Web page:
Ursula K. Le Guin - published November 2012
Don’t miss Ursula K. Le Guin’s acceptance speech upon receiving the 2014 Medal for Distinguished Contribution to American Letters from the National Book Foundation.
— Profiles in: Boston Globe · The Guardian · NPR · Los Angeles Times · New Yorker · Salon ·
Read the Paris Review interview.
Oregon Book Award winner.
World Fantasy and Locus award finalist.
For fifty years, National Book Award winner and Pulitzer Prize finalist Ursula K. Le Guin’s stories have shaped the way her readers see the world. Her work gives voice to the voiceless, hope to the outsider, and speaks truth to power. Le Guin’s writing is witty, wise, both sly and forthright; she is a master craftswomen.
This two-volume selection of almost forty stories taken from her eleven collections was made by Le Guin herself, as was the organizing principle of splitting the stories into the nominally realistic and fantastic.
Outer Space, Inner Lands has twenty stories, including such modern classics as “The Ones Who Walked Away from Omelas” and “Nine Lives” (both of which have been reprinted more than twenty times); Tiptree Award winner “The Matter of Seggri”; Nebula Award winner “Solitude”; and the secret history “Sur,” which was included in The Best American Short Stories.
Le Guin’s stories range from somber (“Small Change”) to hilarious (“The First Contact With the Gorgonids”), from fairy tales (“The Poacher”) to the quiet end of the world (“She Unnames Them”).
Stories in this volume were originally published in venues as varied as Amazing Stories, Playboy, Universe, The New Yorker, and Omni, and received the Hugo, Tiptree, Nebula, Asimov’s, and Locus awards.
Companion volume Where on Earth explores Le Guin’s satirical, political and experimental earthbound stories. Both volumes include new introductions by the author.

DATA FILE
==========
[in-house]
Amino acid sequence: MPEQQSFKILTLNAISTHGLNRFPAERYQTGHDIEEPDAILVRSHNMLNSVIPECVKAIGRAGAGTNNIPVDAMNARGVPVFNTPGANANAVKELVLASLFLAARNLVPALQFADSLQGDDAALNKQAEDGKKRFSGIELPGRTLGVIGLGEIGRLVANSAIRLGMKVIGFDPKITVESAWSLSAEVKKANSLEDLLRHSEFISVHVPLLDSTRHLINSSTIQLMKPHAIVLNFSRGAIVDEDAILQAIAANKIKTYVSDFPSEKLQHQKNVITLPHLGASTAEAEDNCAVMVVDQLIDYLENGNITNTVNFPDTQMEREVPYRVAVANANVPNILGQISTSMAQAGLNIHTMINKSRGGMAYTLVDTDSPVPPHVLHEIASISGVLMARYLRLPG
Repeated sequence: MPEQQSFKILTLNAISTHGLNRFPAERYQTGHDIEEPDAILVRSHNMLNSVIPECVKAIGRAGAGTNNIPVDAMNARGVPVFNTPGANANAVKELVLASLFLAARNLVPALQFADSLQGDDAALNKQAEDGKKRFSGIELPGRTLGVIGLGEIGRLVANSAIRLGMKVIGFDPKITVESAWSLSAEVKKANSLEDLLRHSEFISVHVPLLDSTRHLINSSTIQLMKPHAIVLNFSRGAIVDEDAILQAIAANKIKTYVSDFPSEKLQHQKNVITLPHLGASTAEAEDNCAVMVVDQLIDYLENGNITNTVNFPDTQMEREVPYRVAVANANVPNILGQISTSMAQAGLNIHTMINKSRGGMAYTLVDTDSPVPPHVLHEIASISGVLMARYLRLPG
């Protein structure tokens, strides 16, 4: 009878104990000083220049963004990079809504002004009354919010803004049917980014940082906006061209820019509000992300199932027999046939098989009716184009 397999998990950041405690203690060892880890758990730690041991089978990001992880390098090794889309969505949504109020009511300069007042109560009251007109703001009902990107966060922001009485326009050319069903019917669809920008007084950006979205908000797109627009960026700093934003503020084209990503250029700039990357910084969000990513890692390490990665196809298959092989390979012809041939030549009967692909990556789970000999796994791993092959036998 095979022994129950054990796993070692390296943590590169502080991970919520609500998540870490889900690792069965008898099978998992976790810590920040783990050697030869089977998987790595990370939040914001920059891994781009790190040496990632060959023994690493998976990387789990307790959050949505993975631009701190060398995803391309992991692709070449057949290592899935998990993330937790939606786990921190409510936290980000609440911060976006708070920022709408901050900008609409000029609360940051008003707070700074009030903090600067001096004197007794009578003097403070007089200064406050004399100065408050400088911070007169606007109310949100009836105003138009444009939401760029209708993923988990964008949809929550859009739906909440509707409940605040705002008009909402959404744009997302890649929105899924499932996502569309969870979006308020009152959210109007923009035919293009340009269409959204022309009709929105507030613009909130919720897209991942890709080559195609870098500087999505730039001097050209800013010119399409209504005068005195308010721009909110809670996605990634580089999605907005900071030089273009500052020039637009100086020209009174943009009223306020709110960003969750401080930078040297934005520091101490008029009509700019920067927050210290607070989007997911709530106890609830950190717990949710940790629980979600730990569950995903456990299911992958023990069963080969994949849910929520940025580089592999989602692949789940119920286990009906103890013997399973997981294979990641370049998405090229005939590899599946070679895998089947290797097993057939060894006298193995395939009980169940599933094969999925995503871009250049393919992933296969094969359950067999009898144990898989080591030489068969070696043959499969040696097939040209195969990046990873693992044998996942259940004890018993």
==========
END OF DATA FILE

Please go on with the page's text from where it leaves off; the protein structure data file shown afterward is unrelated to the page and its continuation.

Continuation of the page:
The Unreal and the Real is a much-anticipated event which will delight, amuse, and provoke.
“Ms. Le Guin, though, has matured from the vividness and imagination she had from the beginning into wisdom and a clearsightedness that reaches past sympathy.”
—Tom Shippey, Wall Street Journal
“The Unreal and the Real guns from the grim to the ecstatic, from the State to the Garden of Eden, with just one dragon between. (Every collection needs one dragon.) In every good career-spanning collection, you can observe an author growing into her authority. Here, every story, in its own way and from its own universe, told in its own mode, explains that there is no better spirit in all of American letters than that of Ursula Le Guin.”
—Slate, “No Better Spirit”
“The metaphorical language of fantasy has the capacity to touch us in the most profound ways. But many otherwise great fantasy writers, including JRR Tolkien and CS Lewis, fall too easily into the traps of dogma and moral superiority, making their medicine sometimes hard to swallow. The stories of Ursula K Le Guin manage the sublime trick of touching our hearts while also satisfying our cynical, modern minds. For this reason her stories will pass into legend, to touch many generations to come.”
“Consistently excellent.”—Nerds of a Feather
“Only ‘Buffalo Gals, Won’t You Come Out Tonight’ and ‘The Ones Who Walk Away from Omelas’ are among the author’s well-known classics. On the other hand, read ‘Hand, Cup, Shell’ or ‘The Matter of Segri.’ Then consider that there may really be no such thing as minor Le Guin, particularly if one is disposed to savor a command of the English language that remains nearly unequaled in the ranks of English-language sf and fantasy. Equally good as an introduction to the author’s short fiction or to fill in gaps that may remain in larger collections.”— Booklist